As learning leaders continue to incorporate diversity, equity and inclusion (DEI) into their respective learning and development (L&D) strategies, creating or repurposing employee resource groups (ERGs) might be an essential method for furthering progress. Traditionally, ERGs were established to support employees with shared interests or identities. However, when we consider their use in contemporary work cultures that welcome innovation from high-performing talent, they can play an important role in expanding or creating a more effective learning ecosystem within an organization.

ERGs can provide a space for employees to come together and share knowledge, experiences and best practices associated with work roles and career experiences. For ERGs to best support skill acquisition and application, these groups should be created with purpose, structure and rules for engagement.

Define the Purpose of the Group

One ERG might be focused solely on supporting new hires, while another group might be geared towards helping employees develop skillsets that are specific to their job function. In all cases, it is important to be clear about the group’s purpose from the outset. Three questions that learning leaders might consider when defining the purpose of the group might include:

  • What type of learning activities will take place within the group?
  • Who is the target audience for the group?
  • What are the goals and objectives of the group?

The answers to these questions will not only help to shape the group’s purpose, but also create guardrails that will keep learning on track. Purpose also helps to ensure that the time commitment invested by employees in the group will be most effective and efficient.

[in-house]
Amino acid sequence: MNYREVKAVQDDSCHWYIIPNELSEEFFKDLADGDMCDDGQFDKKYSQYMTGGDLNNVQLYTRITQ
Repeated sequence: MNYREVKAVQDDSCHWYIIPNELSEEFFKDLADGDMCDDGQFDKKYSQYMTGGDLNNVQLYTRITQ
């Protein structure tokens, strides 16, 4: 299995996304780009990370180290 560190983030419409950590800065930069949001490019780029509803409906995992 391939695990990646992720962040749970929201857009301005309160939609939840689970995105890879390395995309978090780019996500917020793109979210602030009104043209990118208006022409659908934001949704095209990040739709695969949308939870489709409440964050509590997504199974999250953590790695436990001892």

Create Structure for Efficiency

In addition to defining the purpose, it is important to establish structure. This will require the group to consider things like membership criteria, meeting times, cadence and locations (including virtual considerations), as well as how decisions will be made. It might also be the time to establish how the group will measure its success. A few questions to consider when creating structure might include:

  • What are the rules for joining and leaving the group?
  • Who will be responsible for leading the group?
  • What is the expected time commitment for group members?
  • Where will the group meet?

Consider these questions early on to ensure the greatest efficiency. Establishing structure with the initial group makes it easier for future members because expectations will have already been set.

Establish Rules for Engagement

The final piece of the puzzle is to establish rules for engagement. Rules help ensure that the group can have productive conversations, share best practices and develop actionable plans. Some initial considerations might include things like maintaining confidentiality, being respectful of diverse opinions and determining how the group’s time and resources are best spent. For example, if the group is focused on professional development, then time spent discussing personal matters might not be an acceptable use of the group’s time.

A few questions when establishing rules of engagement might include:

  • What is the process for sharing ideas and information within the group?
  • How will controversial topics be handled?
  • What is the process for making decisions?
  • Who has the final say on decisions made by the group?

The rules of engagement should not feel punitive. But they should provide a framework within which the group can operate. Above all, the group’s activities, outputs and outcomes should feel inclusive to all while the rules of engagements should result in each member feeling a sense of value while transferring their newly acquired skills to their real-world experiences.

Share